4715.0 - National Aboriginal and Torres Strait Islander Health Survey, 2018-19 Quality Declaration
Latest ISSUE Released at 11:30 AM (CANBERRA TIME) 11/12/2019
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RELIABILITY OF ESTIMATES
Non-sampling error is caused by factors other than those related to sample selection. It is any factor that results in the data values not accurately reflecting the true value of the population.
It can occur at any stage throughout the survey process. Examples include:
Sampling error is the expected difference that can occur between the published estimates and the value that would have been produced if the whole population had been surveyed.
One measure of sampling error is the standard error (SE). There are about two chances in three that an estimate will differ by less than one SE from the figure that would have been obtained if the whole population had been included. There are about 19 chances in 20 that an estimate will differ by less than two SEs.
RELATIVE STANDARD ERROR
The relative standard error (RSE) is a useful measure of sampling error. It is the SE expressed as a percentage of the estimate:
RSEs for published estimates are supplied in Excel data tables, available via the Downloads tab.
Only estimates with RSEs less than 25% are considered reliable for most purposes. Estimates with larger RSEs, between 25% and less than 50% have been included in the publication, but are flagged to indicate they are subject to high SEs. These should be used with caution. Estimates with RSEs of 50% or more have also been flagged and are considered unreliable for most purposes.
STANDARD ERRORS OF PROPORTIONS AND PERCENTAGES
A measure of sampling error can be calculated for proportions formed from the ratio of two estimates.
For proportions where the denominator (y) is an estimate of the number of persons in a group and the numerator (x) is the number of persons in a sub-group of the denominator, the formula to approximate the RSE is given below. The formula is only valid when x is a subset of y:
COMPARISON OF ESTIMATES
Published estimates can be used to calculate the difference between two survey estimates. The sampling error of the difference between two estimates depends on their SEs and the relationship (correlation) between them.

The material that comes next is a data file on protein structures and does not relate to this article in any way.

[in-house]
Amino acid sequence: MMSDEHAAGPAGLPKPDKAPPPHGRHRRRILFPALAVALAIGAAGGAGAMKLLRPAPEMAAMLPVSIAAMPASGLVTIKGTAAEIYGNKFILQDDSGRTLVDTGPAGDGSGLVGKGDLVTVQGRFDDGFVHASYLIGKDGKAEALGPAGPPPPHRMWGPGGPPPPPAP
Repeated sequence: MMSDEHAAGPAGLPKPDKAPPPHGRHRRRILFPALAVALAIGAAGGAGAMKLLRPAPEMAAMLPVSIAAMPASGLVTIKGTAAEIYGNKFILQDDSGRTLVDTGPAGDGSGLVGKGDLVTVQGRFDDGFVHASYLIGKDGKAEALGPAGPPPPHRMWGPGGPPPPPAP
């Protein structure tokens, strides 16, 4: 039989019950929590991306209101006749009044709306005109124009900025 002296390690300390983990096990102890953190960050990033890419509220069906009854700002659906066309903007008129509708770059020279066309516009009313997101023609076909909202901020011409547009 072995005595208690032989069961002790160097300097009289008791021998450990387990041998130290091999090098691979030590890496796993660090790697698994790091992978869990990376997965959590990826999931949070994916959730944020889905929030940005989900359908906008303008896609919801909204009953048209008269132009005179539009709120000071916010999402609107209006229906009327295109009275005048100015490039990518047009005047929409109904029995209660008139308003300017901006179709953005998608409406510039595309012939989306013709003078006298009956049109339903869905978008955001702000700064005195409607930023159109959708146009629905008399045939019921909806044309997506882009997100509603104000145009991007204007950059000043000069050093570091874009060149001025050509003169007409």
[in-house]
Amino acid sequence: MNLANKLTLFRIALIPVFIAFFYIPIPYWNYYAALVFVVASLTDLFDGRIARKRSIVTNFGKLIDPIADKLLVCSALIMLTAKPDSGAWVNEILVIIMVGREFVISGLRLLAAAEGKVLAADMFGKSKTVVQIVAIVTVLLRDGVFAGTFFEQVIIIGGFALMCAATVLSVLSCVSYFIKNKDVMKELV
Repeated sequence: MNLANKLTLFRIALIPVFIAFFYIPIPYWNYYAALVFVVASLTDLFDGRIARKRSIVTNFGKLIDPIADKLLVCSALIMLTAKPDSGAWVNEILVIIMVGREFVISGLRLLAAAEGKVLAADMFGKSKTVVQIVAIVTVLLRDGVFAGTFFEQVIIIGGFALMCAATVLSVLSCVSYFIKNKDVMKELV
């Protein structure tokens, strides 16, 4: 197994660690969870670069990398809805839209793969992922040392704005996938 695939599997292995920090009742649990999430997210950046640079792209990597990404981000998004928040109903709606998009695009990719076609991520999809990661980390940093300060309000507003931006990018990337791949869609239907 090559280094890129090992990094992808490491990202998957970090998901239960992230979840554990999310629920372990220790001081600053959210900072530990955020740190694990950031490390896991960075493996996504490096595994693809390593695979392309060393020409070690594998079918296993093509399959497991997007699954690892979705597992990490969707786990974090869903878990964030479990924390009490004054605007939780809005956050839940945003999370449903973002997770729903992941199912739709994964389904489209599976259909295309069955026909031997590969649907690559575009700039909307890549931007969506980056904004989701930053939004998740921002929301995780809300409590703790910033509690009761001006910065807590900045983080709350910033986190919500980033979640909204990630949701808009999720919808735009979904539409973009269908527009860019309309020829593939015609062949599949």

An approximate SE of the difference between two estimates (x and y) may be calculated by the following formula:
While the above formula will only be exact for differences between unrelated characteristics of sub-populations, it is expected that it will provide a reasonable approximation for other data comparisons.
MARGINS OF ERROR
Another measure of sampling error is the Margin of Error (MOE). This describes the distance from the population value that the sample estimate is likely to be within. It is specified at a given level of confidence. Confidence levels typically used are 90%, 95% and 99%.
For example, at the 95% confidence level, the MOE indicates that there are about 19 chances in 20 that the estimate will differ by less than the specified MOE from the population value (the figure obtained if the whole population had been enumerated). The 95% MOE is calculated as 1.96 multiplied by the SE:
The MOEs in this publication are calculated at the 95% confidence level. This can easily be converted to a 90% confidence level by multiplying the MOE by:
or to a 99% confidence level by multiplying the MOE by:
A confidence interval expresses the sampling error as a range in which the population value is expected to lie at a given level of confidence. The confidence interval can easily be constructed from the MOE by taking the estimate plus or minus the MOE of the estimate.
When comparing estimates between surveys or between populations within a survey, it is useful to determine whether apparent differences are 'real' differences or simply the product of differences between the survey samples.
One way to examine this is to determine whether the difference between the estimates is statistically significant. This is done by calculating the standard error of the difference between two estimates (x and y) and using that to calculate the test statistic using the formula below:
If the value of the statistic is greater than 1.96, we can say there is good evidence of a statistically significant difference at 95% confidence levels between the two populations with respect to that characteristic. Otherwise, it cannot be stated with confidence that there is a real difference between the populations.
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